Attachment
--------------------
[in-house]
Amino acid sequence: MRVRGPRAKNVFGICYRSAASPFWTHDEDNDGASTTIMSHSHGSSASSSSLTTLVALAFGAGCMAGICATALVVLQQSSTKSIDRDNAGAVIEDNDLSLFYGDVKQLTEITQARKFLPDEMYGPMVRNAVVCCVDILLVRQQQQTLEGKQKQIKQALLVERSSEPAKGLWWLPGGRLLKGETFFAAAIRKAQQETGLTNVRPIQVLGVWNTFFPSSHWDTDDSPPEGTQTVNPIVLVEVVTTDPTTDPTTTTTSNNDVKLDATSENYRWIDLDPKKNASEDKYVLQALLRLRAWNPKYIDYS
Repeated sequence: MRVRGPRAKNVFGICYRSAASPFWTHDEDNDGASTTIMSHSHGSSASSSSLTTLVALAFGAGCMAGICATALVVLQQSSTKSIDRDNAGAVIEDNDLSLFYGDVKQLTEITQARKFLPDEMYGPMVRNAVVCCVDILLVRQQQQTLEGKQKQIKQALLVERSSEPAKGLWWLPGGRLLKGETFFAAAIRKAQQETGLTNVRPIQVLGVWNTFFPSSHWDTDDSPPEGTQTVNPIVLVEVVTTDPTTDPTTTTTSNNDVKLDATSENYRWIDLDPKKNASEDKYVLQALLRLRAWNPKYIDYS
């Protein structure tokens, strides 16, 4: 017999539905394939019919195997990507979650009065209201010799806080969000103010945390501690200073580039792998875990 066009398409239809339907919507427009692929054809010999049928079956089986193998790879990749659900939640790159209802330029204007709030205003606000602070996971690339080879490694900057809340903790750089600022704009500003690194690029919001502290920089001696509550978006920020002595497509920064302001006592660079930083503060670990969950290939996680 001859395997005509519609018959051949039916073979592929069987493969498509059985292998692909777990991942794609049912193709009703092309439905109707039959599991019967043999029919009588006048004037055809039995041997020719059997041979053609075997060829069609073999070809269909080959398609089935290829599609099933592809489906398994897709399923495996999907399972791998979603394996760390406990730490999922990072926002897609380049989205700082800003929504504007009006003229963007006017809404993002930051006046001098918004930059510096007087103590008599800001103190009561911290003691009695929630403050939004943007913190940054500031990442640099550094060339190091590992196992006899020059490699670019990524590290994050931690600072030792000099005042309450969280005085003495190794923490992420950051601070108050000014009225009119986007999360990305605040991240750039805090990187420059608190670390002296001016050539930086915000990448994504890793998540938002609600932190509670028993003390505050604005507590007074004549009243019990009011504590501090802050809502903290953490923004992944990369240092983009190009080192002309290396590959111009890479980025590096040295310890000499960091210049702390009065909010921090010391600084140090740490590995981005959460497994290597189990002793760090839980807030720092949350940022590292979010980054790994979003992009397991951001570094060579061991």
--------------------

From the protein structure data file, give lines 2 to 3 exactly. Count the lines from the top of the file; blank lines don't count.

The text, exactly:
Amino acid sequence: MRVRGPRAKNVFGICYRSAASPFWTHDEDNDGASTTIMSHSHGSSASSSSLTTLVALAFGAGCMAGICATALVVLQQSSTKSIDRDNAGAVIEDNDLSLFYGDVKQLTEITQARKFLPDEMYGPMVRNAVVCCVDILLVRQQQQTLEGKQKQIKQALLVERSSEPAKGLWWLPGGRLLKGETFFAAAIRKAQQETGLTNVRPIQVLGVWNTFFPSSHWDTDDSPPEGTQTVNPIVLVEVVTTDPTTDPTTTTTSNNDVKLDATSENYRWIDLDPKKNASEDKYVLQALLRLRAWNPKYIDYS
Repeated sequence: MRVRGPRAKNVFGICYRSAASPFWTHDEDNDGASTTIMSHSHGSSASSSSLTTLVALAFGAGCMAGICATALVVLQQSSTKSIDRDNAGAVIEDNDLSLFYGDVKQLTEITQARKFLPDEMYGPMVRNAVVCCVDILLVRQQQQTLEGKQKQIKQALLVERSSEPAKGLWWLPGGRLLKGETFFAAAIRKAQQETGLTNVRPIQVLGVWNTFFPSSHWDTDDSPPEGTQTVNPIVLVEVVTTDPTTDPTTTTTSNNDVKLDATSENYRWIDLDPKKNASEDKYVLQALLRLRAWNPKYIDYS